EU eyes three-year extension to post-Brexit clearing deal


The European Union plans to extend a temporary deal allowing UK clearing houses can remain open to EU banks for another three years.

Having struck a time-limited accord in the wake of Brexit to allow trades to be keep being cleared in London’s dominant market in the wake of Brexit, European commissioner Mairead McGuinness said she will now propose an extension up to June 2025.

“We envisage proposing an extension of the equivalence decision to three years until the end of June 2025,” McGuinness, who’s in charge of financial stability, financial services and capital markets union, said in Brussels on 18 January. The comments were first reported by Bloomberg.

The Commission first said it was prepared to lengthen the agreement, which was due to expire in June 2022, in November. However, it gave no information at the time over the terms of any deal or how long it would last.

READ Clearing houses face uncertainty of short-term EU access deals in post-Brexit UK

Influential City figures such as London Stock Exchange boss David Schwimmer and International Regulatory Strategy Group chair Kay Swinburne warned about how critical the UK’s infrastructure remained to EU banks and fund houses, urging lawmakers to give the sector greater certainty around future arrangements.

Bank of England governor Andrew Bailey also weighed in to argue significant market disruption could occur if an extension was not agreed, as the central bank veteran and others expressed concern that the EU could end up pushing for a mass transition of responsibilities before the bloc’s infrastructure was prepared to handle them.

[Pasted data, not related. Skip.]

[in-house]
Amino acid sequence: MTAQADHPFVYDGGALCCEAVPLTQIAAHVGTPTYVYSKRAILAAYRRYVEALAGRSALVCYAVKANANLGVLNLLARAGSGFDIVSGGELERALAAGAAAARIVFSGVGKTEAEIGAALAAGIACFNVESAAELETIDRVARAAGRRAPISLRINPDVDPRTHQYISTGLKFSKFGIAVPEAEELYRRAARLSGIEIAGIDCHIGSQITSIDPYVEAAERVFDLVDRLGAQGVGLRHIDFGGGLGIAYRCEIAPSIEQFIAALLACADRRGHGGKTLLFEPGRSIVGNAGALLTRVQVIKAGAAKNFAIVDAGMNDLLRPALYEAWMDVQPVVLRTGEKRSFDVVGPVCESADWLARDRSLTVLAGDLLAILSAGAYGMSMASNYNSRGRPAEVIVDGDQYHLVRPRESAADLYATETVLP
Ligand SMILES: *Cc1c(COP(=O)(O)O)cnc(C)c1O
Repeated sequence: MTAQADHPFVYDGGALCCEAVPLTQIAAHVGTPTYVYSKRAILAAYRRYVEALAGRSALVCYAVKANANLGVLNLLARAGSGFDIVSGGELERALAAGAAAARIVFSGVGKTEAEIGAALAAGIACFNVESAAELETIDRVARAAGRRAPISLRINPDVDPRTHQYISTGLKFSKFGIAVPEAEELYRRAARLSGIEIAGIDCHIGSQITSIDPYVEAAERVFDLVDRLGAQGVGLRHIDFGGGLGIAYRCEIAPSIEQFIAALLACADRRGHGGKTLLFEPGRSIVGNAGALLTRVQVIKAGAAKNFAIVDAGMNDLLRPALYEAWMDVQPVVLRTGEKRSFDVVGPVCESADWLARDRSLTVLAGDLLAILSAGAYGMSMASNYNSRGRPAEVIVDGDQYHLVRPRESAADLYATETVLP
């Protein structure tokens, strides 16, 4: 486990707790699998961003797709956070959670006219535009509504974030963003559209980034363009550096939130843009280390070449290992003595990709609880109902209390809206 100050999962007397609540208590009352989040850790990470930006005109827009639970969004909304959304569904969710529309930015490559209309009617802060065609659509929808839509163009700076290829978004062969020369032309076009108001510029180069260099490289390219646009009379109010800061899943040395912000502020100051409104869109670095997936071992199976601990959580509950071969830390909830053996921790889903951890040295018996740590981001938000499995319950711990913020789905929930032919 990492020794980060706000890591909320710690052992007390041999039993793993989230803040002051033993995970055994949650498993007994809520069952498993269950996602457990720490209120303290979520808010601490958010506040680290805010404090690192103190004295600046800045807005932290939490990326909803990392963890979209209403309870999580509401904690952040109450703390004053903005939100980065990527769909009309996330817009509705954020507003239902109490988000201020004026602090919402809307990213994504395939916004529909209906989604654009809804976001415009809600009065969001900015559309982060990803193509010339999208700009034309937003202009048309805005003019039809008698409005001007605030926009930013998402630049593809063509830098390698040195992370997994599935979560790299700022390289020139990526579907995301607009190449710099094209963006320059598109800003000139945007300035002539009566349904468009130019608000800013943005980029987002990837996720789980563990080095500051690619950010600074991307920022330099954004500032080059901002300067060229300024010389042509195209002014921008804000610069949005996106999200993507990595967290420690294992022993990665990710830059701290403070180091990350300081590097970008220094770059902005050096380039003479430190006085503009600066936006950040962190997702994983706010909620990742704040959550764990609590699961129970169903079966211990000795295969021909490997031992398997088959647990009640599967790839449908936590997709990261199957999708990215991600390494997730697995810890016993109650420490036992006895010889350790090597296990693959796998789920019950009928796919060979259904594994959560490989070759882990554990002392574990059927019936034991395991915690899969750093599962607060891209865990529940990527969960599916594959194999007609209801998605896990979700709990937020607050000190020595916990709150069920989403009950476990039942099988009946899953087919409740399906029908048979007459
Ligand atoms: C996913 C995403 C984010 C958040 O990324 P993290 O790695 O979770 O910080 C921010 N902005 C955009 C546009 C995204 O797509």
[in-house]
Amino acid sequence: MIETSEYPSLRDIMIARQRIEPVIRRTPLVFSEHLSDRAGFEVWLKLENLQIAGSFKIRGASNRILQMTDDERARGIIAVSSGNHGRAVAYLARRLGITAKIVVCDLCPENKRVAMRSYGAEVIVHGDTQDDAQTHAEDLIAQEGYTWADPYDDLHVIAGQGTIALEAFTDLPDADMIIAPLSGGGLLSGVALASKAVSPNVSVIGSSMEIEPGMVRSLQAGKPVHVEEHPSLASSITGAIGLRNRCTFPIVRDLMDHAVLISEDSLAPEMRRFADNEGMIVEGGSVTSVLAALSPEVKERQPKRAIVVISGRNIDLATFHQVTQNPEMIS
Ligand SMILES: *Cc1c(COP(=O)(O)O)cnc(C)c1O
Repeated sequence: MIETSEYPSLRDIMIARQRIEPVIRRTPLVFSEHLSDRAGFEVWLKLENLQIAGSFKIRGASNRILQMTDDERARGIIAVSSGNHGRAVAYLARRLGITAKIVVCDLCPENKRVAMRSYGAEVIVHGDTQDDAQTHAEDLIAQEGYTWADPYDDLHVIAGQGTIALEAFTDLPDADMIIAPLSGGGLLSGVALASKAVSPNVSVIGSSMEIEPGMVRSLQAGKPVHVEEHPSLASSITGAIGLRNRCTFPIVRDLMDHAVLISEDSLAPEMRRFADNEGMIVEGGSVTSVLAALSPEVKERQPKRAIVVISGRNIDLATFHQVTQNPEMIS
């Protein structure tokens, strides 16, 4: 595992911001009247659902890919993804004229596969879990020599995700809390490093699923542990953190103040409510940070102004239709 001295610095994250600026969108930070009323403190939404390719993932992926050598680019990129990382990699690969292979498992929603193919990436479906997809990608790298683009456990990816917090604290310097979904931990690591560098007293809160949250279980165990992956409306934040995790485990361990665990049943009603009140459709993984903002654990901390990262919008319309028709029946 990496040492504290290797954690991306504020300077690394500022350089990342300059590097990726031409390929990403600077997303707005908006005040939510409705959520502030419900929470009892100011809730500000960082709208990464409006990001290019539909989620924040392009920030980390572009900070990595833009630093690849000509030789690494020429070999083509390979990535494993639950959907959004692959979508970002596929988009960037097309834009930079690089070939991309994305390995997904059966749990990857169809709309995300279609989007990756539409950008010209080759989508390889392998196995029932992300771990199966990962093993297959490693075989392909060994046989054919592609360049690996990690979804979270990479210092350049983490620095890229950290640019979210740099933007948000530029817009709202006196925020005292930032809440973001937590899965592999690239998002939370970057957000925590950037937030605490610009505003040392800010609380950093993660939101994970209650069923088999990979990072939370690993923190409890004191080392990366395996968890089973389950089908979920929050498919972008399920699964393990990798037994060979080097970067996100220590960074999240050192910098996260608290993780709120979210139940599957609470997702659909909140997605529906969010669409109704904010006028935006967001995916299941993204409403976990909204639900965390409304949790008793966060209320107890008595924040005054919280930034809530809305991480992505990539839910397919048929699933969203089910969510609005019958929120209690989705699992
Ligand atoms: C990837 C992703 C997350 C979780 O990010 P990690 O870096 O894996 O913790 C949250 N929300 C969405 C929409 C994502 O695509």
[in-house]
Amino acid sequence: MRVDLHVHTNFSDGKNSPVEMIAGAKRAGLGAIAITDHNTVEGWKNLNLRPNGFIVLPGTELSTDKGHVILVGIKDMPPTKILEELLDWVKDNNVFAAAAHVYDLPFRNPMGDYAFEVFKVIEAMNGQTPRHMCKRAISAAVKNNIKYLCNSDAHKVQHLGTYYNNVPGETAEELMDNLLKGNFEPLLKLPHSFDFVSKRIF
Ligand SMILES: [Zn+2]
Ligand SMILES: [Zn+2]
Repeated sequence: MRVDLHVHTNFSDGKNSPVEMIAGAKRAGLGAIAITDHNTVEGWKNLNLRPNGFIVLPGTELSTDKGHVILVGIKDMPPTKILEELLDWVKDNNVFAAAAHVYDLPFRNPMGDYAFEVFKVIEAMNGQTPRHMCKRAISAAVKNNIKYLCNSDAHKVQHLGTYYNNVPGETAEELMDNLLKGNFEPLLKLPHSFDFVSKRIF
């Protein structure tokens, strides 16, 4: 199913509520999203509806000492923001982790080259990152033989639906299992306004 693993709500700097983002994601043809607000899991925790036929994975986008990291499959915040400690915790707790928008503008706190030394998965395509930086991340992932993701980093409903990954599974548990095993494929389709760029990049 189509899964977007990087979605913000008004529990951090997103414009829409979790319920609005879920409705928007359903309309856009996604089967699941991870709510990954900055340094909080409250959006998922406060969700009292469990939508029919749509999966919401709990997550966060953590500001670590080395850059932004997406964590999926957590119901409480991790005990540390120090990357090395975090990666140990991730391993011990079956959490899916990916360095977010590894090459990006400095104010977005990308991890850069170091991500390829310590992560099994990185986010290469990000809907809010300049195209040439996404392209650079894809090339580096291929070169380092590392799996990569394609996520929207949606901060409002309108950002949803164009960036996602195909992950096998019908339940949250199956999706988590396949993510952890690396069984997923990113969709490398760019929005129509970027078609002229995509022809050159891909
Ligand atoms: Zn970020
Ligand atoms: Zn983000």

READ Extending clearing equivalence is a dose of post-Brexit realism

Clearing houses sit between buyers and sellers in a trade to ensure sufficient collateral is available so that no systemic issues arise should one side fail. LCH, the house of run by The London Stock Exchange Group, was just one target as the EU looked to exert renewed influence on the European financial services market after the UK left the bloc.

In the longer term, however, the EU still hopes to shift more clearing activity back to the bloc.

“In the coming weeks, we will also launch a public consultation on measures to make the EU an attractive clearing hub and on the supervisory arrangements,” Bloomberg reports McGuinness as saying. “This public consultation will feed into a strategy on clearing to reduce in the medium term our overreliance” on market infrastructure in London.

To contact the author of this story with feedback or news, email Justin Cash

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